Online Academy caused by pandemic shutdown

Michael Martinez loved being a student at St. Thomas Catholic Online Academy, said his mother, Michelle. So much so that she is wary of telling him about the academy closing for fear of upsetting him. (Photo: Courtesy of Michelle Martinez)

HEIGHTS OF PERSPECTIVE — St. Thomas Aquinas Catholic Online Academy, the only fully remote online school in the Diocese of Brooklyn that offered an alternative during the pandemic, has closed its doors.

Officials confirmed the closure on Monday, July 18. The academy began as a remote option for all parents of Catholic students in the diocese at the height of the pandemic in 2020. It opened its own academy in 2021.

“It is closed at the moment and will not reopen in September,” said Deacon Kevin McCormack, superintendent of the Brooklyn Diocese.

Deacon McCormack cited declining enrollment as the reason for the K-8 academy’s closure. The planned enrollment for September was 50 students.

“That equates to about five students per class. And no one has shown interest in enrolling their children for months,” he said, calling the situation “unsustainable.”

The academy’s goal when it opened was to reach an enrollment of 225 students. This target was later lowered to 150 students. “We have about a third of that,” Deacon McCormack said.

As of September 2021, enrollment was 160 students. The numbers dropped precipitously between September 2021 and June 2022 as many parents who originally sought the remote learning option to protect their children from possible exposure to COVID-19 sent their children back to schools. in person as the pandemic subsided.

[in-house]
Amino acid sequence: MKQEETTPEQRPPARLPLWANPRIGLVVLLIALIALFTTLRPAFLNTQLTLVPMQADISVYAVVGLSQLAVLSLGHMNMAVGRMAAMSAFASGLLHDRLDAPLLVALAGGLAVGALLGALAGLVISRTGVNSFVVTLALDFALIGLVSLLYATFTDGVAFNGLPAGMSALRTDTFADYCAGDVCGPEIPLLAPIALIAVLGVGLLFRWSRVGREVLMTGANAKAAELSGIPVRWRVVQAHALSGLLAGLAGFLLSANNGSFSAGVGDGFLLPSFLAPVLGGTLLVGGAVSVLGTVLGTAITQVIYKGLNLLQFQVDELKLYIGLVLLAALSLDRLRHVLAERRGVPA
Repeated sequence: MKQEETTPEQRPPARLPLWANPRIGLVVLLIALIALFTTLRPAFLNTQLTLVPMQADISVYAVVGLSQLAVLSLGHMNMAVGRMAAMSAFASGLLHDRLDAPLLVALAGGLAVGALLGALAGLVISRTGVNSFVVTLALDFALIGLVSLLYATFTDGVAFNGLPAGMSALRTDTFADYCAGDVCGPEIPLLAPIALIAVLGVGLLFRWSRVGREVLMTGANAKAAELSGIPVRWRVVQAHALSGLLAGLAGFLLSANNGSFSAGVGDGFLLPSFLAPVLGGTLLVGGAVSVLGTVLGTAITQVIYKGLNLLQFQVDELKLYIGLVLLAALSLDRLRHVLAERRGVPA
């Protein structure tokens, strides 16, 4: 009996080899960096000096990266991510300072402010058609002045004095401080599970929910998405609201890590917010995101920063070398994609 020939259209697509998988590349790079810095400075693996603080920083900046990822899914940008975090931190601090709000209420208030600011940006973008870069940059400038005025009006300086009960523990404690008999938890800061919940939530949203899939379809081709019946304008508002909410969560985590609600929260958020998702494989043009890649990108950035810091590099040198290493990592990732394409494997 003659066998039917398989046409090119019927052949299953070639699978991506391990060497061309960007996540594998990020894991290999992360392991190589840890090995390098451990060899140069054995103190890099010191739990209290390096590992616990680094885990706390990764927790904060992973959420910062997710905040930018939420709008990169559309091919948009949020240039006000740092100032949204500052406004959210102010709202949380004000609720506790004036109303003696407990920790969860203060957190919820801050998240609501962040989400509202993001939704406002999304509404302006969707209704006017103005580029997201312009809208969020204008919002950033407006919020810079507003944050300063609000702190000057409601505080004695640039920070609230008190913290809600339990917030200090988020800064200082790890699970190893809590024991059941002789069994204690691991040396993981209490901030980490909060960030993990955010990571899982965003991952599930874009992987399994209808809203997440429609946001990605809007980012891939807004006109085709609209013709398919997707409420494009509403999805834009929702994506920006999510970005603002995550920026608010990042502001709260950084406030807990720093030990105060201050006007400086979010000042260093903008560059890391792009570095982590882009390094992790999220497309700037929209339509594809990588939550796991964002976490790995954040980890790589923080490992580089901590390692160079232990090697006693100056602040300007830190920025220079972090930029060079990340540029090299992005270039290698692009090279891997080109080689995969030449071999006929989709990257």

Parents were notified of the closure via a July 13 email from Dr. Stephen Haessler, the director.

“Since February 2022, the STACOA administrative team has been aggressively recruiting students, and we intend to continue online education for families who wish to continue,” he wrote.

Some parents of students still enrolled say they are disappointed and surprised by the news.

Michelle Martinez, whose son Michael would have entered second grade at St. Thomas Aquinas in September, said she had not yet told her son of the closure because he would be upset. “He loved school,” she said.

In December 2021, when The Tablet visited the Martinez family, Michael’s father, also named Michael, said he was pleased with the upbringing his son was receiving.

“I noticed that he did really well in the program last year,” said Michael Martinez. Based on this experience, he and Michelle decided to keep Michael on the program for the 2021–22 school year; for them, “it was basically a no-brainer.”

At the time, Michael Martinez did not envision his son ever returning to a classroom in person.

Michelle Martinez thinks school should stay open, especially as the United States faces a sixth variant of COVID-19 that could have parents rethinking educational options for their children.

Another parent, Alisha Ahmed-Hanif, is now trying to find another school for her daughter, Nazeera, who will enter grade three in September.

“I’m trying to find another academy online. In person is not an option,” she said.

Ahmed-Hanif had also registered his youngest daughter in kindergarten at Saint-Thomas d’Aquin for September.

According to Deacon McCormack, parents will not be left dry.

“We have offered assistance to all children to return to their local Catholic schools and help teachers find placements in our academies,” he said.


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